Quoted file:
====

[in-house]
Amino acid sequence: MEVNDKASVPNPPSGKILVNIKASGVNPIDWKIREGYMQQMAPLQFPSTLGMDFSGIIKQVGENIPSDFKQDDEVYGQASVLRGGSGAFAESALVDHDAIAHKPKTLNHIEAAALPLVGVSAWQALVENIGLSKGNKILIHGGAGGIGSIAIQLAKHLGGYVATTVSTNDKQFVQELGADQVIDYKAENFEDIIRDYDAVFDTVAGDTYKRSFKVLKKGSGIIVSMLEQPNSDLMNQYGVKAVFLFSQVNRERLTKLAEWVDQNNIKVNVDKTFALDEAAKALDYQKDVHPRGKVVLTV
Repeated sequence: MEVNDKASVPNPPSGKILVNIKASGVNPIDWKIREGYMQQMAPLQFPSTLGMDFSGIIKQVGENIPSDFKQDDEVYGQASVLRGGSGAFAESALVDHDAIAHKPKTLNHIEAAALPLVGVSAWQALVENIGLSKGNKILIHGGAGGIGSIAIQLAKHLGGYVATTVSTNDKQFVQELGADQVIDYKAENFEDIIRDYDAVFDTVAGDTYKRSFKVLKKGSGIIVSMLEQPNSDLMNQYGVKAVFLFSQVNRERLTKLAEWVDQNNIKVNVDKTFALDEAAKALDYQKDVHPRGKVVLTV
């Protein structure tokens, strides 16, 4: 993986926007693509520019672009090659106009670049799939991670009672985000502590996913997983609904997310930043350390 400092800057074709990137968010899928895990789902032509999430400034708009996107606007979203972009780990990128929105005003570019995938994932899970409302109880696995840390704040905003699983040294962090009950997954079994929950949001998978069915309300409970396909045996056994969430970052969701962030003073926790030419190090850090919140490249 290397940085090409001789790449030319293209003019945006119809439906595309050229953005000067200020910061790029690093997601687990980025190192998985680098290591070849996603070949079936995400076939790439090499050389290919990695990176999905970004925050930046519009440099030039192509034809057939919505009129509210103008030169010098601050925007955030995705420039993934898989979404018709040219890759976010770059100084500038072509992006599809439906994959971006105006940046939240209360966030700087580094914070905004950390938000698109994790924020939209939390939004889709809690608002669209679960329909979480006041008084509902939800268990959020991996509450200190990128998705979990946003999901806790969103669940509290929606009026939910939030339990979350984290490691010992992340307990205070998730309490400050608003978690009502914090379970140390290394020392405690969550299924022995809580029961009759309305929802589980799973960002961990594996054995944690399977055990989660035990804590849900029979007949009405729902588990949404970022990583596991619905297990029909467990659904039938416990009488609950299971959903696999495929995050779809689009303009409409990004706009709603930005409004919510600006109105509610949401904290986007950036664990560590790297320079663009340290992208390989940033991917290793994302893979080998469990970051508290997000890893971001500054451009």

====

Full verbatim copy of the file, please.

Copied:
[in-house]
Amino acid sequence: MEVNDKASVPNPPSGKILVNIKASGVNPIDWKIREGYMQQMAPLQFPSTLGMDFSGIIKQVGENIPSDFKQDDEVYGQASVLRGGSGAFAESALVDHDAIAHKPKTLNHIEAAALPLVGVSAWQALVENIGLSKGNKILIHGGAGGIGSIAIQLAKHLGGYVATTVSTNDKQFVQELGADQVIDYKAENFEDIIRDYDAVFDTVAGDTYKRSFKVLKKGSGIIVSMLEQPNSDLMNQYGVKAVFLFSQVNRERLTKLAEWVDQNNIKVNVDKTFALDEAAKALDYQKDVHPRGKVVLTV
Repeated sequence: MEVNDKASVPNPPSGKILVNIKASGVNPIDWKIREGYMQQMAPLQFPSTLGMDFSGIIKQVGENIPSDFKQDDEVYGQASVLRGGSGAFAESALVDHDAIAHKPKTLNHIEAAALPLVGVSAWQALVENIGLSKGNKILIHGGAGGIGSIAIQLAKHLGGYVATTVSTNDKQFVQELGADQVIDYKAENFEDIIRDYDAVFDTVAGDTYKRSFKVLKKGSGIIVSMLEQPNSDLMNQYGVKAVFLFSQVNRERLTKLAEWVDQNNIKVNVDKTFALDEAAKALDYQKDVHPRGKVVLTV
């Protein structure tokens, strides 16, 4: 993986926007693509520019672009090659106009670049799939991670009672985000502590996913997983609904997310930043350390 400092800057074709990137968010899928895990789902032509999430400034708009996107606007979203972009780990990128929105005003570019995938994932899970409302109880696995840390704040905003699983040294962090009950997954079994929950949001998978069915309300409970396909045996056994969430970052969701962030003073926790030419190090850090919140490249 290397940085090409001789790449030319293209003019945006119809439906595309050229953005000067200020910061790029690093997601687990980025190192998985680098290591070849996603070949079936995400076939790439090499050389290919990695990176999905970004925050930046519009440099030039192509034809057939919505009129509210103008030169010098601050925007955030995705420039993934898989979404018709040219890759976010770059100084500038072509992006599809439906994959971006105006940046939240209360966030700087580094914070905004950390938000698109994790924020939209939390939004889709809690608002669209679960329909979480006041008084509902939800268990959020991996509450200190990128998705979990946003999901806790969103669940509290929606009026939910939030339990979350984290490691010992992340307990205070998730309490400050608003978690009502914090379970140390290394020392405690969550299924022995809580029961009759309305929802589980799973960002961990594996054995944690399977055990989660035990804590849900029979007949009405729902588990949404970022990583596991619905297990029909467990659904039938416990009488609950299971959903696999495929995050779809689009303009409409990004706009709603930005409004919510600006109105509610949401904290986007950036664990560590790297320079663009340290992208390989940033991917290793994302893979080998469990970051508290997000890893971001500054451009």